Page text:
Themba Mbuyisa

Stay true to yourself

Interview with Themba Mbuyisa

We had the chance to talk to Themba Mbuyisa a stunning fashion photographer from Johannesburg and part of a young creative African movement ready to inspire the world.

The young photographer has made a name for himself within the urban fashion photography scene due to his distinctive street style focused on an individual perspective of natural beauty and made it all the way from JHB to German TV.

Themba was born in the heart of Johannesburg. His mother raised him as a single parent in his grandmother’s house with cousins. Due to financial problems two years after he started studying he takes a break to his mathematical degree, which made him discover his passion for photography. His growing interest and talent helps him to get a bursary at Market Photo Workshop in Newtown, Johannesburg, which is a photography school supporting previously disadvantaged individuals. Themba knees into this great opportunity and photography becomes his life.

In 2013 Themba wins his first prize at the magazine called PhotoComment bringing him to an Art residency Rural. Scapes lab-in-residence in Sao Paulo, which triggered his national breakthrough.

He is honoured with a bronze medal at the Sony National Photography Award for his work in 2015, before he wins the 2016 ELLE Style Report Award, including an one-paged feature within every monthly ELLE issue throughout the year in order to tell his very own visual fashion stories. Apart from that he is named to the 2016 list of 200 Young South Africans to look out for published by the Mail and Guardian earlier this year and it doesn’t look like he has any interest in slowing down the success anytime soon.

Front picture by Patrick Selemani.

All other pictures by Themba Mbuyisa.

Frist, can you tell us the story behind the upper picture?

That’s an old photo, hahahah, I’m glad it’s still revelant though. I took  the photo in 2014 during a documentary that was shot by ARD German TV for 20 years of freedom in South Africa. Entitled „Uplift“, I imagined what ARD was trying to achieve with the documentary, basically contrasting between South African photography before democracy and photography now, back then we used to run, get shot and someone would be interested to take a photo of that and only that, but now photography is used to uplift us as individuals and our dreams of course regardless of your strengths.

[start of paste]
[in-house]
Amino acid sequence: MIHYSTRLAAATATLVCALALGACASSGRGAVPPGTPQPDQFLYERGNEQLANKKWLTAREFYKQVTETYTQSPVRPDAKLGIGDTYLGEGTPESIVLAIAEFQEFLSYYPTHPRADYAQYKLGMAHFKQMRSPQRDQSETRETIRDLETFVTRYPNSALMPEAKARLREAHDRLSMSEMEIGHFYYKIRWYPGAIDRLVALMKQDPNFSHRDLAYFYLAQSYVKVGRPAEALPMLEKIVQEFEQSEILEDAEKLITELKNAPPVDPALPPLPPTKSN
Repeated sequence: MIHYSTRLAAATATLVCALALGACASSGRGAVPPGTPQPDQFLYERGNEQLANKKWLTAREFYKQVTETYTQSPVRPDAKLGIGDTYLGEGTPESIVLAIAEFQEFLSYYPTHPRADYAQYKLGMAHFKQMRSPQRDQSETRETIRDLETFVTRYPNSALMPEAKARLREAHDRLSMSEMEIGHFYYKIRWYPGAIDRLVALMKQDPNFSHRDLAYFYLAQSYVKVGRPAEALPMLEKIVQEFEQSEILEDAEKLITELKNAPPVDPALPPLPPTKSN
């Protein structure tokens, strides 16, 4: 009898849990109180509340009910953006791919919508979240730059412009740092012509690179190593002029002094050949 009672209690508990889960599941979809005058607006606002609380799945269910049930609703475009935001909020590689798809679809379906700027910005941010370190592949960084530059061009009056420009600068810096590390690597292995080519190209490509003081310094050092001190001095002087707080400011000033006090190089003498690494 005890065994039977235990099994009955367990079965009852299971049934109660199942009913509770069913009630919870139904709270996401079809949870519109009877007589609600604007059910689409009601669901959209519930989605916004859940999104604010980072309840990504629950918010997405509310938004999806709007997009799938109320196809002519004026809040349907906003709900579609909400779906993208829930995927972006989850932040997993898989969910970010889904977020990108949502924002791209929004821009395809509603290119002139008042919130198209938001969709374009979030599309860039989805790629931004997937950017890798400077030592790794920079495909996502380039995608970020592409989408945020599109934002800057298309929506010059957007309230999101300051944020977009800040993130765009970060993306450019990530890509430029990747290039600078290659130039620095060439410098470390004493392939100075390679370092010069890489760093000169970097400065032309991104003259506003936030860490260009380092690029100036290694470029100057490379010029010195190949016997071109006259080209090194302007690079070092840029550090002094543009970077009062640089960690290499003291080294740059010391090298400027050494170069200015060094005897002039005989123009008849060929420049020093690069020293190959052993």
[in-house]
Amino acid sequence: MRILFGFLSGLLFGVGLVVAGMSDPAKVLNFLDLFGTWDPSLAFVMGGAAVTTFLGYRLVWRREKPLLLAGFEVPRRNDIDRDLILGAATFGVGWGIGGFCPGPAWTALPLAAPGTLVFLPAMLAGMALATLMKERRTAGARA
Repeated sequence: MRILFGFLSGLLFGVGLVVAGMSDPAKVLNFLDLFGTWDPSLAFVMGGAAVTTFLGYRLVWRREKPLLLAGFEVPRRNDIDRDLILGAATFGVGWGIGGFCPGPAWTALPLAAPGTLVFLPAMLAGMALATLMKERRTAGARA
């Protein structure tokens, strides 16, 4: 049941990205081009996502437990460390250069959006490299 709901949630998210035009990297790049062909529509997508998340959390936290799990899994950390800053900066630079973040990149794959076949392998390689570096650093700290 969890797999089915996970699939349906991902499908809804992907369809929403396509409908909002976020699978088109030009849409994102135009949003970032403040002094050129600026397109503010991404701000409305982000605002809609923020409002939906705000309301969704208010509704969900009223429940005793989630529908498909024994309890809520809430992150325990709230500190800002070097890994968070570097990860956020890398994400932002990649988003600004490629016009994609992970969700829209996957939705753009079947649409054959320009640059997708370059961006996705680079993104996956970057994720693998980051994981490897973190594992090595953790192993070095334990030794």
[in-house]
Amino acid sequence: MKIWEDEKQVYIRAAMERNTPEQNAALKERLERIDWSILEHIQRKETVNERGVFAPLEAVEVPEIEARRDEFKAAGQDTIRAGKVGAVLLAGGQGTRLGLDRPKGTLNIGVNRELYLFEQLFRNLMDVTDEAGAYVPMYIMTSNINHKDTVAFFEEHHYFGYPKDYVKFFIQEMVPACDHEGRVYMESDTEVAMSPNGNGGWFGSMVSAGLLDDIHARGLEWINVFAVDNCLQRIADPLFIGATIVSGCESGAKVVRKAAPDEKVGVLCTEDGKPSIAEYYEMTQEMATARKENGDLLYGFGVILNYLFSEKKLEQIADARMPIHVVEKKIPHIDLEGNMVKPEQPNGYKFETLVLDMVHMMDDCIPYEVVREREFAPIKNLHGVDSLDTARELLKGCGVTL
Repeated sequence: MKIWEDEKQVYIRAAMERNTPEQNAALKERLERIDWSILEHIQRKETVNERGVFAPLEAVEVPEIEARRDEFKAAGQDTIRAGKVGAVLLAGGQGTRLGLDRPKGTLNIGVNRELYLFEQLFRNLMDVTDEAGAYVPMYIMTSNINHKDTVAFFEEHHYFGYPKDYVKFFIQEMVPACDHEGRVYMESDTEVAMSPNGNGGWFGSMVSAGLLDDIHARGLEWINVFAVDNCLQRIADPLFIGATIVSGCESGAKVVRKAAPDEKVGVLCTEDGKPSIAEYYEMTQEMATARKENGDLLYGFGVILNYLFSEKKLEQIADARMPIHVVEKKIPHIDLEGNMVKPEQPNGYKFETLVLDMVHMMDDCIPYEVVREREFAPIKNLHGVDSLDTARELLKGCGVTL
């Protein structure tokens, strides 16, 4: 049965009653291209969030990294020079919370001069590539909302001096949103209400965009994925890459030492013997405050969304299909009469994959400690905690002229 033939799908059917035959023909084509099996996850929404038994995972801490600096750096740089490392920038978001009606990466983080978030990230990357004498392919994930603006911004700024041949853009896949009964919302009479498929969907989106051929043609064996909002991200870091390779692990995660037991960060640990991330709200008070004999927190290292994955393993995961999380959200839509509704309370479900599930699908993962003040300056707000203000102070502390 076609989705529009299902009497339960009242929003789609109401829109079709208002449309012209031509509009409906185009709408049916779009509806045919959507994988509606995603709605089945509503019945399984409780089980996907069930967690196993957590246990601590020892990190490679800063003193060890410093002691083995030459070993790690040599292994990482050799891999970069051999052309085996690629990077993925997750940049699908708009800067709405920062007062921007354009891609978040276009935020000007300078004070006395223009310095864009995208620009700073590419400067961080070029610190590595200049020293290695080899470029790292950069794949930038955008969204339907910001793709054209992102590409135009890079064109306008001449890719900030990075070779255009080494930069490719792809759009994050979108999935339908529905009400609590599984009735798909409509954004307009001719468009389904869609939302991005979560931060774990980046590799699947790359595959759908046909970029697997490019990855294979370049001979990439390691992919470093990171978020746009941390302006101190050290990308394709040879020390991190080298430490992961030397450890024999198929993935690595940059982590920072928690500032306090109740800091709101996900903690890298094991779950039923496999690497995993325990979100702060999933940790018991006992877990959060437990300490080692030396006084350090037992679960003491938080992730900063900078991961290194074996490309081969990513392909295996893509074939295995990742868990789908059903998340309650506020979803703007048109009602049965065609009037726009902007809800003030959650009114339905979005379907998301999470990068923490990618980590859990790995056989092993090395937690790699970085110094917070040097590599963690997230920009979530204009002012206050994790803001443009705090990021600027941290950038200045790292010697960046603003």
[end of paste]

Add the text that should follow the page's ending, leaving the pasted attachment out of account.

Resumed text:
Why are you so interested in this medium?

I’ve never imagined photography as a big impact in my life, I honestly I had a fairytale story to tell about how I become interested in photography but I don’t.

How would you describe your personal style?

I consider myself as a junior, so when you’re in that level you sort of expose yourself to every style of photography. But I think as years go by and I photograph, my ideas around photography will be narrowed down to one specific style. I’m not sure how I’ll cope with commission calls that my required my old styles though.

How are you working with your protagonists? Is there any special approach to get the „realness“?

I direct my shoots like crazy, especially if I’m doing fashion. Also I do rely on my subjects to give me the best of them so that I don’t lose them in the photo and it’s just only me.

Are there special thoughts when you look through the camera?

I become in my zone when I look through the viewfinder, but also I’m aware that I have an addictive behavior and addictions can threaten one’s life.

Who are your role models or mentors in your career?